- Smart EQ fortwo » £17,850 (CDN$30,500 / USD$23,600)
- Smart EQ forfour » £18,285 (CDN$31,200 / USD$24,200)
- Fiat 500 » £20,495 (CDN$35,000 / USD$27,150)
- VW e-up! » £20,695 (CDN$35,300 / USD$27,400)
- Mini Electric » £26,000 (CDN$44,400 / USD$34,400)
- Mazda MX-30 » £26,045 (CDN$24,500 / USD$34,500)
- MG5 EV » £26,495 (CDN$45,200 / USD$35,100)
- Peugeot e-208 » £27,225 (CDN$46,500 / USD$36,050)
- Renault Zoe » £27,595 (CDN$47,100 / USD$36,550)
- Vauxhall Corsa-e » £27,805 (CDN$47,500 / USD$36,800)
Admittedly, a small platform means less space for batteries and so the range of the following cars will never match the potential of larger alternatives. But a small battery also means a lower asking price, and if we’re talking about urban runabouts that do only the occasional longer journey, it’s arguable just how many owners would need more than, say, 180 miles of driving range.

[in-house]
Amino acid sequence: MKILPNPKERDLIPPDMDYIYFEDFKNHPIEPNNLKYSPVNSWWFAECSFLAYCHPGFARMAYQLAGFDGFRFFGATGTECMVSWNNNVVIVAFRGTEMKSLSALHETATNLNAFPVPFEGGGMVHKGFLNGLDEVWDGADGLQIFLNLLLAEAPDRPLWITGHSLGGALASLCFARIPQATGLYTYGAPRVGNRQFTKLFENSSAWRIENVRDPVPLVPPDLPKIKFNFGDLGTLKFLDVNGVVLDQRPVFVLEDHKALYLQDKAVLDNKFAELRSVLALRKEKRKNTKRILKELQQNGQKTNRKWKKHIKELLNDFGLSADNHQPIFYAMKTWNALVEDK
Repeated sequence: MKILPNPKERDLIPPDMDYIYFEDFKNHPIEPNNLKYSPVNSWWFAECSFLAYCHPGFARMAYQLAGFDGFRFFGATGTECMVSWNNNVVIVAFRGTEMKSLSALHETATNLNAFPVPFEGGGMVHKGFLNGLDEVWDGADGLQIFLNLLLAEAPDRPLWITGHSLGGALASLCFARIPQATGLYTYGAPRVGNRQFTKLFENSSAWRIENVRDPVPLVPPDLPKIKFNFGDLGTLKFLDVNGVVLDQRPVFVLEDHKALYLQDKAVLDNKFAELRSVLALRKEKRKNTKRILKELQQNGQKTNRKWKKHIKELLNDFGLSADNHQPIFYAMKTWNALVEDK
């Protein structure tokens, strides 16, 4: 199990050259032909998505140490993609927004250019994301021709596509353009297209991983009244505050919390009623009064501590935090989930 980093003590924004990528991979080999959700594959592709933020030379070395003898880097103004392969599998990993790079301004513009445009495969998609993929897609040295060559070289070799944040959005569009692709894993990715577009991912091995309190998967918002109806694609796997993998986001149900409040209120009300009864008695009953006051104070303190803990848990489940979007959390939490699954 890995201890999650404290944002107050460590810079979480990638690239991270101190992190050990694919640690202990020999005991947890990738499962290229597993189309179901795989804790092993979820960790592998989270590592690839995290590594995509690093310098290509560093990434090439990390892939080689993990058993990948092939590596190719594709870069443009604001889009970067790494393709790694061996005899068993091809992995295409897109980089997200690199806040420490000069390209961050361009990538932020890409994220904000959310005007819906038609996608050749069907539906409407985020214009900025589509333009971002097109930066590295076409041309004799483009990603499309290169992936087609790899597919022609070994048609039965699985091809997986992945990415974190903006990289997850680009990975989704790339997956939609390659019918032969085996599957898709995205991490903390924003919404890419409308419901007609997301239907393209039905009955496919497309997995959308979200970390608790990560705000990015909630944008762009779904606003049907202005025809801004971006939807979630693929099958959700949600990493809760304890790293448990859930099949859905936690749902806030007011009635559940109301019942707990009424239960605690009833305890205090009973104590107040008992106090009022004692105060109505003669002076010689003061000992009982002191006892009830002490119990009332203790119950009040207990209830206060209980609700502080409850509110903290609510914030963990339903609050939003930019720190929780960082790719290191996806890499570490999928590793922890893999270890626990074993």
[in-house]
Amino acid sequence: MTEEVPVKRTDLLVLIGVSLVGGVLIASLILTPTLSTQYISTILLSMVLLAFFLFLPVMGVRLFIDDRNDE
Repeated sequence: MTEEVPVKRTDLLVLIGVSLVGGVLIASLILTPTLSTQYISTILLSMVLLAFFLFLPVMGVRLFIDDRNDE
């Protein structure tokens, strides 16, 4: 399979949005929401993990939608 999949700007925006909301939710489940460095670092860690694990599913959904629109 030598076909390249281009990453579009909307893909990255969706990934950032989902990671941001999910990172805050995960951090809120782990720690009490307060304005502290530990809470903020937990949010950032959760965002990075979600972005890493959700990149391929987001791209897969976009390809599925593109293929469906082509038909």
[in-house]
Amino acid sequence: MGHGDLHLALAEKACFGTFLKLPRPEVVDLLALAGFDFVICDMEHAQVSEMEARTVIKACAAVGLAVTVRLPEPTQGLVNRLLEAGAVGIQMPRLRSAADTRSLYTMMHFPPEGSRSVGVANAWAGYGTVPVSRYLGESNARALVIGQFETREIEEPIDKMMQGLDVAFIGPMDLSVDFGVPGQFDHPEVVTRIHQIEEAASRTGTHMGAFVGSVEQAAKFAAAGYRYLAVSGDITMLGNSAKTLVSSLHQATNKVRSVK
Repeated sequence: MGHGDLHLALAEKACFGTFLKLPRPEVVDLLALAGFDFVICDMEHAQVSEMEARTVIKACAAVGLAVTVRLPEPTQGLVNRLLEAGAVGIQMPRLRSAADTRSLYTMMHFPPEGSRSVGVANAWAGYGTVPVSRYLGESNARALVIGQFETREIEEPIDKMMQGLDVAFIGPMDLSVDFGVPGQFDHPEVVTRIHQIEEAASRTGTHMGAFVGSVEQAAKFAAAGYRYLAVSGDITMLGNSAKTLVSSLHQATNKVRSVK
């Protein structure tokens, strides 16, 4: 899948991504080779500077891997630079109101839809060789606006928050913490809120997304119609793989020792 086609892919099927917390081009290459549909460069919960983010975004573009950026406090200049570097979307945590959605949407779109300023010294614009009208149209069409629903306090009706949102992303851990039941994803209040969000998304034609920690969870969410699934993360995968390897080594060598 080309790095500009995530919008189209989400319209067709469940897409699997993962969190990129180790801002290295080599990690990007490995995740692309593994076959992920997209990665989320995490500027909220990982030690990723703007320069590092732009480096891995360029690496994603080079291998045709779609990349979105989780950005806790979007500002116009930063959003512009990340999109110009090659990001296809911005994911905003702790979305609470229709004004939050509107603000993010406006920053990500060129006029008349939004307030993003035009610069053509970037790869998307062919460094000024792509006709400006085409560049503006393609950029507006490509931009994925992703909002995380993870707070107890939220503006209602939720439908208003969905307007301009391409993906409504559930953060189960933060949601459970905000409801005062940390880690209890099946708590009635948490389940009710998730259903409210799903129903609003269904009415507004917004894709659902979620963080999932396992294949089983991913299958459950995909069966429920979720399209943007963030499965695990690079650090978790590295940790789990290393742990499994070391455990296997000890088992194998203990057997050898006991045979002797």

- Peugeot e-208
- Fiat 500 Electric
- Vauxhall Corsa-e
- Renault Zoe
- Mini Electric
- BMW i3S
- Honda E
- Mazda MX-30
- Volkswagen e-Up
- DS 3 Crossback E-Tense
Only two of these small EVs are available to the North America market, the Mini Electric and the Mazda MX-30.
Cars already know how to park themselves, warn drowsy drivers, steer back into the right lanes and propose map routes to destinations. The cars Mazda has in the works for next year in Japan know when drivers have a stroke or heart attack.
By 2025, the cars will even know when drivers are about to have a sudden health problem and warn them, according to the Japanese automaker.
What’s involved are data from cameras inside the car, without resorting to laser sensors or other more obtrusive technology. And it’s going to be offered in affordable models, not just luxury vehicles. The technology holds promise for one of the most advanced aging societies in the world.